Should straight people go into queer clubs and bars?
- Credit: Sophie Buckenham/Florence Ventham/Archant
With its offering of LGBTQ+-friendly nightclubs, pubs and bars in the city, Norwich has always aimed to be inclusive.
But debate has been sparked online about whether heterosexual people should go into these venues or whether capacity should be left for those who need the queer-safe space.
So Evening News readers have had their say on the issue.
Chloe Cousins, who is heterosexual, said “For me, it's always been about solidarity.
“I have so many friends from the LGBTQ+ community and often it's been a place they've wanted to go and I would willingly go with them.
“Incidentally they've often been the spaces where I've felt most comfortable too as the clientele are largely so welcoming and friendly, authentic, and dance like there's no tomorrow.
“I for one certainly feel less judged in those spaces and have always had the best night out.”
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Agreeing with Chloe was Jourdan Madge, who said: “I’m heterosexual, and I go into these spaces because there is always a much better atmosphere.
“I feel more comfortable than in other clubs, and the people are always much friendlier.”
However, Sophie Buckenham, who is a proud member of the LGBTQ+ community said she doesn’t entirely agree.
She explained: “I understand why heterosexual people - especially women - would want to use gay bars as it is seen as a safe space,
“However, it somewhat takes away our space and the feeling of it being completely safe for the LGBTQ+ community.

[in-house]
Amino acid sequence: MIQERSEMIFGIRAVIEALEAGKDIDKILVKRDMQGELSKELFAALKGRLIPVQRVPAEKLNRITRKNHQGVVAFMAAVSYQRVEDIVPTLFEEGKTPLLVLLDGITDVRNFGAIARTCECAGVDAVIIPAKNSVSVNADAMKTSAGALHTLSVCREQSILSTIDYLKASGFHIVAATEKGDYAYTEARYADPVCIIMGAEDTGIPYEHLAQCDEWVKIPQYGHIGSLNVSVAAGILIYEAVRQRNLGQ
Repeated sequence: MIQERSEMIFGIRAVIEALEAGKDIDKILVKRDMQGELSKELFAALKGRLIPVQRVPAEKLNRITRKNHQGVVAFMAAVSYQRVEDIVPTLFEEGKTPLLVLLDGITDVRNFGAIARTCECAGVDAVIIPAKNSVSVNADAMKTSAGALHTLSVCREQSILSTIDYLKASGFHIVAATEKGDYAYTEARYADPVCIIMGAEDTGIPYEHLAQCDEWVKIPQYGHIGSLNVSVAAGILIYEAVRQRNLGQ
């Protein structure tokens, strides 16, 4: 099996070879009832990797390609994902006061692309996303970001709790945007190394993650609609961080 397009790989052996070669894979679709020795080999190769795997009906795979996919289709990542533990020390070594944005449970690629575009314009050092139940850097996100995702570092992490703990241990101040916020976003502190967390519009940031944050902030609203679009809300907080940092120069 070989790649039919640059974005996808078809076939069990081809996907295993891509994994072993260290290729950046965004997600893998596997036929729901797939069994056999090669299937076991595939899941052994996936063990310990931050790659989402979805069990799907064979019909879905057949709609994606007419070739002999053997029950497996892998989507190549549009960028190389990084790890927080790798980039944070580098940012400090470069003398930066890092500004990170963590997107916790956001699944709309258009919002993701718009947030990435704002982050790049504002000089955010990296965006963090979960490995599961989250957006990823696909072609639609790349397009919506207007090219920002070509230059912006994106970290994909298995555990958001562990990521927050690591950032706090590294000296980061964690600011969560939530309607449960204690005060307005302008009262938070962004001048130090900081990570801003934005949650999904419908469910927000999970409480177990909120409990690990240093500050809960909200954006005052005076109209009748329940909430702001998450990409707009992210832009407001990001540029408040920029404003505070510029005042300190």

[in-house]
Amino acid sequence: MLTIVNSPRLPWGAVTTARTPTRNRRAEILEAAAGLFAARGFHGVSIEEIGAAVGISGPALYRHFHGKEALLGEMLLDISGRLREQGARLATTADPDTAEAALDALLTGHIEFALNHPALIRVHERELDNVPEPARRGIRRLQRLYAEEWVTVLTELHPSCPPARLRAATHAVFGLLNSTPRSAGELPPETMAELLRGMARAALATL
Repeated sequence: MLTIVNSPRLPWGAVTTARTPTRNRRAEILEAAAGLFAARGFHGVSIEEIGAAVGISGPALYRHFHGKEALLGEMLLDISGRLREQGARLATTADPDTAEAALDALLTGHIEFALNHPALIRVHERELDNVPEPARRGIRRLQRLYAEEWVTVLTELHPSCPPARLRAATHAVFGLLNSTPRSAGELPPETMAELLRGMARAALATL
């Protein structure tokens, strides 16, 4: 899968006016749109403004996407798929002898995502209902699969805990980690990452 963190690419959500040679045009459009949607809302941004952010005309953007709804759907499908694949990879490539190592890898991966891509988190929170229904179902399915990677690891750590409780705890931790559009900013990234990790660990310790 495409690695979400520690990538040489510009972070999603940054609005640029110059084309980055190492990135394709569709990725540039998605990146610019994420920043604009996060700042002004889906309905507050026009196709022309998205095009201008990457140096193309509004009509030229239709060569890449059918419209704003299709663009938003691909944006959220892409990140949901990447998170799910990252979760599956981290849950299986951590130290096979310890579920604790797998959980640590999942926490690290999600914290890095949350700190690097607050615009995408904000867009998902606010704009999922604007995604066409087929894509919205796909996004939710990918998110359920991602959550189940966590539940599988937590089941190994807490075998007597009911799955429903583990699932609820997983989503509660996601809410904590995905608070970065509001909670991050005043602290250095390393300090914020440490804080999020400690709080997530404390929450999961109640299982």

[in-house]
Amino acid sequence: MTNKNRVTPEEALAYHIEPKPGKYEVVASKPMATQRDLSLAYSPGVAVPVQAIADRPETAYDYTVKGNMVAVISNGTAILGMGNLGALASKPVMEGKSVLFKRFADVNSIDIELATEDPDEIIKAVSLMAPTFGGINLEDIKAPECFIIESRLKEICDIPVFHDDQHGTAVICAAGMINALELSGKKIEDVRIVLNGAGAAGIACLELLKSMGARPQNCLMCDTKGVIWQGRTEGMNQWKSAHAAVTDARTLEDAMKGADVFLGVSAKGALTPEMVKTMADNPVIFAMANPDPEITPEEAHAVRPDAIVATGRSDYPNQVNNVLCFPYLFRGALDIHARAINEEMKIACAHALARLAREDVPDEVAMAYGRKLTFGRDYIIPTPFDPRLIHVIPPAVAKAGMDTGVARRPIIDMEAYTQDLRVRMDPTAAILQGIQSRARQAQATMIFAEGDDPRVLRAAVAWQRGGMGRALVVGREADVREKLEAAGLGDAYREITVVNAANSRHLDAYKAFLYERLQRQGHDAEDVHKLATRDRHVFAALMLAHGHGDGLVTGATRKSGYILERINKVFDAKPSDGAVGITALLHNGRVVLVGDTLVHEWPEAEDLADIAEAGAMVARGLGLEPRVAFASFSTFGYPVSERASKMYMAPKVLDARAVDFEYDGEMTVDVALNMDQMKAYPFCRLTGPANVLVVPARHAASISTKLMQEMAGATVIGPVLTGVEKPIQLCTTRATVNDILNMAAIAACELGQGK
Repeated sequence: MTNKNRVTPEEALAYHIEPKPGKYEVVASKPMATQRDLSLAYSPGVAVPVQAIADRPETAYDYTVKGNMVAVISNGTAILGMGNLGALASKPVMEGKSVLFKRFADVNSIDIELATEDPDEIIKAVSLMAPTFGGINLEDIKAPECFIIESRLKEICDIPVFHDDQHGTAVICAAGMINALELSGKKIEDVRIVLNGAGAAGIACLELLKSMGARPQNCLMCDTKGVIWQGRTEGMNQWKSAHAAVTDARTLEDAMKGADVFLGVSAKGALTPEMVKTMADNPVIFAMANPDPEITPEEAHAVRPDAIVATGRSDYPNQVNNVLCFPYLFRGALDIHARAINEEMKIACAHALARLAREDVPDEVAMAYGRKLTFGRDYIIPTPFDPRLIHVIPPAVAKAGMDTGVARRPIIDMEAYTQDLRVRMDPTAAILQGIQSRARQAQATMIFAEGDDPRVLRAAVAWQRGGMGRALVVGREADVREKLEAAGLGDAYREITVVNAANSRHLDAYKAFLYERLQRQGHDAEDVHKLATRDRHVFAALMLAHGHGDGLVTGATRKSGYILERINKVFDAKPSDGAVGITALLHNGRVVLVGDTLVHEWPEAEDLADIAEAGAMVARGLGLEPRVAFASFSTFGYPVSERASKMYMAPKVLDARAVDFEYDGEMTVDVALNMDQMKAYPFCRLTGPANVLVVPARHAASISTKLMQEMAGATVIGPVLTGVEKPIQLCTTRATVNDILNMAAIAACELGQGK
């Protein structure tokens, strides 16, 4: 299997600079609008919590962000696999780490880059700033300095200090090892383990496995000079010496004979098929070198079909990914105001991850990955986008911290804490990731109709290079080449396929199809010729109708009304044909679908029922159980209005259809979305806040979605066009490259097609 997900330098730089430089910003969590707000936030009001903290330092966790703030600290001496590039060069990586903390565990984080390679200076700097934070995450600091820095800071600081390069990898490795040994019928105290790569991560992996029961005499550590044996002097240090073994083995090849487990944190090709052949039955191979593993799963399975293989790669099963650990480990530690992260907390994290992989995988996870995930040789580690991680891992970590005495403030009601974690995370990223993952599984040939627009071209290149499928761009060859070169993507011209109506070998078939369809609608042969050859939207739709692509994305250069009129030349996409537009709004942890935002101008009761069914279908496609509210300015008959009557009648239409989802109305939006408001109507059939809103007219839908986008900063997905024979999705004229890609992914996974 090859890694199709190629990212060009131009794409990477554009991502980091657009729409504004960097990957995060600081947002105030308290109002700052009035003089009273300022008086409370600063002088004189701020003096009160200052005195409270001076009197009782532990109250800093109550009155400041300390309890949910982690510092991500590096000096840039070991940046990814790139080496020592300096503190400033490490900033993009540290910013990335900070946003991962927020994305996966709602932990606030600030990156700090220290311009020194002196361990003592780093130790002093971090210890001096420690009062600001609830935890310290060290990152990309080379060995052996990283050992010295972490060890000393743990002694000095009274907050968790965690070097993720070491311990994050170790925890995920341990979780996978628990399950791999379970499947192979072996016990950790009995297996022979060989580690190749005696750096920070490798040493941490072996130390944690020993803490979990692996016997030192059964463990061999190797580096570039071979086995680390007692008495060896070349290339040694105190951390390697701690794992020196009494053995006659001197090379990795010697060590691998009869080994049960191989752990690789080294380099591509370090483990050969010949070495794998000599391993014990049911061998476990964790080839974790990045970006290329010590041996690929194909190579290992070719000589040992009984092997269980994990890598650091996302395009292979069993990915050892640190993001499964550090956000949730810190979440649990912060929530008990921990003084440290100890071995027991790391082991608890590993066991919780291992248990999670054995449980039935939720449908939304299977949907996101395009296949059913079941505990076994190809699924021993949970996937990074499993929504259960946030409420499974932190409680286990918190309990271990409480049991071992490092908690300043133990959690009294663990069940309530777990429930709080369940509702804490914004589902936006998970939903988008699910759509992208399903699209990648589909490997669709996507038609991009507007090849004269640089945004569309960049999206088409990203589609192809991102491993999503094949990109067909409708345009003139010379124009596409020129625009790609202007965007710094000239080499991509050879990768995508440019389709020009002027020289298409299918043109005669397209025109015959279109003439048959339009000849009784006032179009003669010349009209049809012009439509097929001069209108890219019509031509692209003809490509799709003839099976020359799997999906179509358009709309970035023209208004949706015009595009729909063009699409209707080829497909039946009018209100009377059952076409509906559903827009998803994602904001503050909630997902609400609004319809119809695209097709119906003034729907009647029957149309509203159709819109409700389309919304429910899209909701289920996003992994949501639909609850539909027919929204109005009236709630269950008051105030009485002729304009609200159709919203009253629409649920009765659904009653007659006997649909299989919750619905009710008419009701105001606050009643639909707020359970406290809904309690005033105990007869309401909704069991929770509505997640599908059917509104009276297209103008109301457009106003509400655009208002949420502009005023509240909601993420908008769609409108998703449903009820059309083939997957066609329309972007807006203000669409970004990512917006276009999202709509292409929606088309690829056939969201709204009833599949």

"It feels like heterosexual people have every other space in the world. I feel we should be allowed to have a bar at least.”
Nicholas Baker could see all sides of the argument.
He said heterosexual people going along with a group that included queer people was great.
However, he added: “I think the problem comes when people see queer spaces as a place they can come and treat as a novelty. Or we see them infantilise the people there by seeing them as some kind of entertainment.
“Hen parties in particular are awful for this.”
He added: “Queer people deserve safe spaces and since the vast majority of bars and events aren't queer-focused, I don't think it's asking too much to not have our spaces completely taken over.”
Emma Woodward felt similarly, saying she was very torn on the question.
“We shouldn't exclude anyone in any space and we should definitely encourage allyship," she said.
“However, when it's treated as a ‘let's go to a place where guys aren't going to hit on us’ then it doesn't seem right.”
She added: “I've literally seen an instance of someone getting offended because they were hit on by somebody that was the same sex as them in a gay bar.
“I hear the phrase 'I'm fine with gay people as long as they don't hit on me' and that attitude can leak into safe spaces really easily.”
Florence Ventham felt similar to the other members of the LGBTQ+ community.
She said: “Having experienced homophobic behaviour from what I assumed to be a straight heterosexual male, I never want to experience that on a night out where I'm supposed to be having fun.
“The way I felt afterwards was so vulnerable and degrading, and if I'm honest I was grateful we were at a distance.
“I would feel much safer in a space where my queerness won't be up for debate as being ‘freakish’ and is celebrated as it should be.”
Alanna Baker could see both sides, saying: “I’ve regularly gone out in mixed groups to LGBTQ+ places and had lots of fun.
“I know plenty of cis-gendered straight people who love the drag, music and idiosyncrasies of a gay bar, that's hard to find anywhere else.”
They added: “Introducing a LGBTQ+-only venue will only risk ostracizing and adding further 'otherness' into the LGBTQ+ community.
“How is a bouncer or barman meant to assure someone is gay enough to enter the premises?”
Harrison Elvin added: “I don’t mind either way, as long as everyone is there to have fun.”
What do you think?